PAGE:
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American Norms I Didn’t Expect

By March 12, 2018April 10th, 2018No Comments

The following post was written by Kaitlyn Woods, an undergraduate student from Australia studying journalism at Oakland University

When I first moved to the U.S someone asked me, “What is summer like in Australia?” So I replied along the lines of “It’s great, there is a lot to do, we mostly spend time at the beach and go around the city, we all walk around in thongs” … what. I said this to a girl at a church I visited and the minute I said ‘thongs’ I saw her facial expression change from curiousness to weirded out. As I went home and thought about it, it hit me that the meaning of ‘thongs’ in America is totally different to Australia. Thongs in Australia means flip-flops or rubber sandals. Many terms, ideas, concepts and overall norms in the United States and other countries differ so much, and hence being culturally aware is essential.

    1. Sororities. In the United States, joining a sorority or fraternity or at least being aware of them is normal. However, in other countries it is either- (a) just a term that is heard of or (b) a term and concept that people do not know anything about. I was a part of group A. I had heard of the word but had no clue what it involved, but Americans did not realize that and assumed that I understood it the way that they did. That was when I had to actually sit down and speak to someone about what it truly meant to be a part of a sorority and from there come to a decision about whether it was for me. Yes of course, there is the internet to find answers, but I am someone who prefers to speak to someone about a topic and ask all the questions I want, rather than search it up.
      Essentially a sorority is a sister or brotherhood that students commit to. They pay money to be a part of it and hold numerous events.
    2. Tips. A few countries like the United States give a tip when receiving some sort of service, but the majority of countries do not. At least from where I come from- Australia, giving a tip is not usual and in fact not appreciated. Thus, after moving to the U.S I had to make a conscious effort to remember to leave a tip for the waiter as well as making sure it is at least 20% of my bill.
    3. Tax. Tax is evident in pretty much all countries, other than Dubai, but are included in the price. What I mean is, when an item, or anything in that matter, says it is $5, that means it is only $5 and no more, as tax or ‘gsd’ is included. Whereas in the United States, when it is written as $5, there is additional tax to that and if receiving some sort of service than also a tip. So, when you carry money, you always have to carry extra to pay for the add on costs.
    4. Handshake. In the United States a handshake is usually an acceptable and normal way to greet someone, but in foreign countries giving a kiss on one cheek or both, giving a hug or bow may be the more respectful way to greet someone. In fact, in the United States giving a kiss may feel like a breach of personal space and too much body contact. When you are in a closer relationship with someone a hug will be more normal, otherwise just a simple handshake or just saying hi and not giving a handshake is fine too; don’t worry it is not disrespectful.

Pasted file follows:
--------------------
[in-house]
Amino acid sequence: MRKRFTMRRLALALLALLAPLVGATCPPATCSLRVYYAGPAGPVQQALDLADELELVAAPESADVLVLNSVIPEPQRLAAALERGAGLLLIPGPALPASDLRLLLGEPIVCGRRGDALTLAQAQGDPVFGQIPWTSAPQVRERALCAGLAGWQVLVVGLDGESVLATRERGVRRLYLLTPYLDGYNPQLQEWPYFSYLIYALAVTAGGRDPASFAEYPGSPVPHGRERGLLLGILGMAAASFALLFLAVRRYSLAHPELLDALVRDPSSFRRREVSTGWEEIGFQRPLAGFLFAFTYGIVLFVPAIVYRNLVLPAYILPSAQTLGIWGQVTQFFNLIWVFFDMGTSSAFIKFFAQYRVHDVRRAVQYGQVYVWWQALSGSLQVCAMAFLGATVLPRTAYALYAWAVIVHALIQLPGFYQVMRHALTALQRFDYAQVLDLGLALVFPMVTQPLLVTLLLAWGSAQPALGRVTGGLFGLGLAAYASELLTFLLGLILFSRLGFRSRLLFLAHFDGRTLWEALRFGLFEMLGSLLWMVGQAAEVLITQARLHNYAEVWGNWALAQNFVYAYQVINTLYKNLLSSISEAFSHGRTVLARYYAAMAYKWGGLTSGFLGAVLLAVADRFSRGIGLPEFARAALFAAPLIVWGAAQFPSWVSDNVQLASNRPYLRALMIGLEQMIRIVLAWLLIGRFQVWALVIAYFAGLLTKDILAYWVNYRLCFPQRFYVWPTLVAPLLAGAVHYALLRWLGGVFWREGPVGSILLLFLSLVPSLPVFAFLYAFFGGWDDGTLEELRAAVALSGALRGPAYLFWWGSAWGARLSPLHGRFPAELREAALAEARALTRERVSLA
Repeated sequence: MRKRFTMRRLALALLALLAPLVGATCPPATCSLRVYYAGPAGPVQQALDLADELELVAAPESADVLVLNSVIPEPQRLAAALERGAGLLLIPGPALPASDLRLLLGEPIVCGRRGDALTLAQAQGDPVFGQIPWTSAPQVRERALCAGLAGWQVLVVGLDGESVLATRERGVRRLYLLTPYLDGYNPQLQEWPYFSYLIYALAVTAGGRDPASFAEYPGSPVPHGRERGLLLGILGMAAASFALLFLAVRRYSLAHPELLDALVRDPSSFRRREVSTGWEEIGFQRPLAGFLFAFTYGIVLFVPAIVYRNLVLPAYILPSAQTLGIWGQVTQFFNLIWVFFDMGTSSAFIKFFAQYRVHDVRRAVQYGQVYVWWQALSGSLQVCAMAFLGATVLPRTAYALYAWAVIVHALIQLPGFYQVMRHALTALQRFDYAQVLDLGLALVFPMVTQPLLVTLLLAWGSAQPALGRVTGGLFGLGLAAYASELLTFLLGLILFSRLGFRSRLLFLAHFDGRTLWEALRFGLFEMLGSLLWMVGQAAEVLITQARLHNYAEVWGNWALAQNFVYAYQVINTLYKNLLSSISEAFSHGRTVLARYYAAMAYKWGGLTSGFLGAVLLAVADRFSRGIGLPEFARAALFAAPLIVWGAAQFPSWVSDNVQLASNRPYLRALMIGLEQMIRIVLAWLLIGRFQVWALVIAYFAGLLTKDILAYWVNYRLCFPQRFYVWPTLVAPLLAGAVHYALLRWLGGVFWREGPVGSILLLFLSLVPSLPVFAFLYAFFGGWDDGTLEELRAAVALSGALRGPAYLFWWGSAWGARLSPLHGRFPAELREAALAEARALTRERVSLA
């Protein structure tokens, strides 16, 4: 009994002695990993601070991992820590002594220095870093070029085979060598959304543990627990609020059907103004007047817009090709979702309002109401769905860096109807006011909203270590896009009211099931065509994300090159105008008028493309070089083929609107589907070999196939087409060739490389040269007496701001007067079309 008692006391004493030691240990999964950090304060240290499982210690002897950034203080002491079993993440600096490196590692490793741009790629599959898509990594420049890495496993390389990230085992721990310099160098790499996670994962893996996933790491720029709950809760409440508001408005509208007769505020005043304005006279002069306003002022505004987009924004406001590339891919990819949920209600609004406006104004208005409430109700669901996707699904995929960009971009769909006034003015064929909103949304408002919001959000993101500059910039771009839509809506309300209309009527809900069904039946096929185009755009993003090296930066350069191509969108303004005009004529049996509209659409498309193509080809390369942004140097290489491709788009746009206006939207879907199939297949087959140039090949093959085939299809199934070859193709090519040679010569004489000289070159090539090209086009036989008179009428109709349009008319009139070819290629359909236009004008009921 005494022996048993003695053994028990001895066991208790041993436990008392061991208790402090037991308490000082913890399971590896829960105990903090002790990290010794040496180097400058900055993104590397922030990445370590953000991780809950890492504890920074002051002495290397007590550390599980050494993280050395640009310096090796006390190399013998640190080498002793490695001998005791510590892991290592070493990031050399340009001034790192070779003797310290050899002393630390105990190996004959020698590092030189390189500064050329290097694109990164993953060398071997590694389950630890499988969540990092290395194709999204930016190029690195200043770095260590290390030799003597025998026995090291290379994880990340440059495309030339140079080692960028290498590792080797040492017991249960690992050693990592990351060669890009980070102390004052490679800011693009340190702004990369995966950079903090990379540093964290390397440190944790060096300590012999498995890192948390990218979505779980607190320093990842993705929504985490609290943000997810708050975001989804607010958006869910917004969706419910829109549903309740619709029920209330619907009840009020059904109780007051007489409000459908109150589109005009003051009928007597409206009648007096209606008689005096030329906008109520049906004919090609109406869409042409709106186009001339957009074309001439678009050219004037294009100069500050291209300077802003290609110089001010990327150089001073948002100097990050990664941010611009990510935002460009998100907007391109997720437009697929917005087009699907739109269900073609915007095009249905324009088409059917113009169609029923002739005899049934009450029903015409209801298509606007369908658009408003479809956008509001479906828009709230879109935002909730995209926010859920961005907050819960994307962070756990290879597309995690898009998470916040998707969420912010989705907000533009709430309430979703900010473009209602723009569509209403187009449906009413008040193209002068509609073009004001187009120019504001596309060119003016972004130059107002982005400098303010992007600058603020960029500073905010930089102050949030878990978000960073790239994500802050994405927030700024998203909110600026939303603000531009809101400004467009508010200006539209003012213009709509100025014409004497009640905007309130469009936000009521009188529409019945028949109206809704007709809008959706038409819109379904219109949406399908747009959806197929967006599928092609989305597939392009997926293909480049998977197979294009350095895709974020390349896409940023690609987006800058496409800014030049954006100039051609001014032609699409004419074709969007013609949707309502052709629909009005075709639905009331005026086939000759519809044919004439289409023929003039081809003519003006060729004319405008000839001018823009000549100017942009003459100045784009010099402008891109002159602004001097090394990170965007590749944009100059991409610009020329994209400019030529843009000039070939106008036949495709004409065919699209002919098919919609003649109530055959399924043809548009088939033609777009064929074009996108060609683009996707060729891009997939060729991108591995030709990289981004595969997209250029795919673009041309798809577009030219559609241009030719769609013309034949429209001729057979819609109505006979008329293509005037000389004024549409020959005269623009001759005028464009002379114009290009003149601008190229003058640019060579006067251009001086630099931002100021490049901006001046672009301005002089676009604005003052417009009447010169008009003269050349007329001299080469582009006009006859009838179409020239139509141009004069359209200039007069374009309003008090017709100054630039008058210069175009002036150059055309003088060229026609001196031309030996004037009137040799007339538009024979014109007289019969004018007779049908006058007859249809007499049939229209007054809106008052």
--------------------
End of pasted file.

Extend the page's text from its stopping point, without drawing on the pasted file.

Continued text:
5. Ice in water. I am not sure how common this is in all countries, but I found that Americans love ice. They have it in al drinks during all weather conditions. Australians do like ice but are also satisfied with just a cold beverage too, unlike here where it is a necessity. My parents personally like hot water instead, but for Americans that is just strange weird and kind of gross. So, in case you are hosting people over, remember to have plenty of ice.
    6. Imperial System. This took me some while to get used to and honestly, I still do not get it. The metric system (cm, m, ltr etc.) make much more sense to me, but Fahrenheit and the rest of it is like a whole new language to me. I find it best to use my phone where I can see both Celsius and Fahrenheit.
    7. Gift Opening. This may seem like a strange one, but Americans love and do open gifts during their party! Throughout all my birthday celebrations it was always considered polite to open the gifts after the party once everyone has left as that was it shows you appreciated and wanted their presence more than your care for the gift. Also, so there is not any pressure to have a certain standard of gift as people see what each person brings and therefore additionally avoiding comparison. However, here people open presents at the party while everyone is there, and they watch and that is the fun of it. This is not a major one, but something to keep it mind. I found it new and interesting.

There are many more differences both minor and major that I can point out, but these are some of the main ones.


Written by Katilyn Woods, editted by Lauren Jurczyszyn